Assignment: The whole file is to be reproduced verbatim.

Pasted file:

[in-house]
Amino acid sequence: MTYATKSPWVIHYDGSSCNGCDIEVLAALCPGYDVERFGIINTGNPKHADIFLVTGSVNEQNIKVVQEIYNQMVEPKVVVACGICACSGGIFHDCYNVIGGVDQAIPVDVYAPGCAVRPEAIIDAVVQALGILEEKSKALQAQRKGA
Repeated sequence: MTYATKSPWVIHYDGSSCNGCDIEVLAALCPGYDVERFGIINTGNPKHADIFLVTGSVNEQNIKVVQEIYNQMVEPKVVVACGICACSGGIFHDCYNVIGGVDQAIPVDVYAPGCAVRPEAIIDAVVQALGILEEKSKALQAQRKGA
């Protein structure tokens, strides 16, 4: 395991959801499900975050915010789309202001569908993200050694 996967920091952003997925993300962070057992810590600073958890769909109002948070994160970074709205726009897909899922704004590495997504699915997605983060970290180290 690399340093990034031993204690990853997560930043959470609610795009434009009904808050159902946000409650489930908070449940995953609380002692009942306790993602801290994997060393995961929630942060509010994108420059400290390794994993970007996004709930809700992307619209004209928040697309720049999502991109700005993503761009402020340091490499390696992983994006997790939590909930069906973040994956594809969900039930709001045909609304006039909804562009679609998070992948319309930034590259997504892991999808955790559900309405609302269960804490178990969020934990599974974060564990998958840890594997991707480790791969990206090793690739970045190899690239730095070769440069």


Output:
[in-house]
Amino acid sequence: MTYATKSPWVIHYDGSSCNGCDIEVLAALCPGYDVERFGIINTGNPKHADIFLVTGSVNEQNIKVVQEIYNQMVEPKVVVACGICACSGGIFHDCYNVIGGVDQAIPVDVYAPGCAVRPEAIIDAVVQALGILEEKSKALQAQRKGA
Repeated sequence: MTYATKSPWVIHYDGSSCNGCDIEVLAALCPGYDVERFGIINTGNPKHADIFLVTGSVNEQNIKVVQEIYNQMVEPKVVVACGICACSGGIFHDCYNVIGGVDQAIPVDVYAPGCAVRPEAIIDAVVQALGILEEKSKALQAQRKGA
């Protein structure tokens, strides 16, 4: 395991959801499900975050915010789309202001569908993200050694 996967920091952003997925993300962070057992810590600073958890769909109002948070994160970074709205726009897909899922704004590495997504699915997605983060970290180290 690399340093990034031993204690990853997560930043959470609610795009434009009904808050159902946000409650489930908070449940995953609380002692009942306790993602801290994997060393995961929630942060509010994108420059400290390794994993970007996004709930809700992307619209004209928040697309720049999502991109700005993503761009402020340091490499390696992983994006997790939590909930069906973040994956594809969900039930709001045909609304006039909804562009679609998070992948319309930034590259997504892991999808955790559900309405609302269960804490178990969020934990599974974060564990998958840890594997991707480790791969990206090793690739970045190899690239730095070769440069």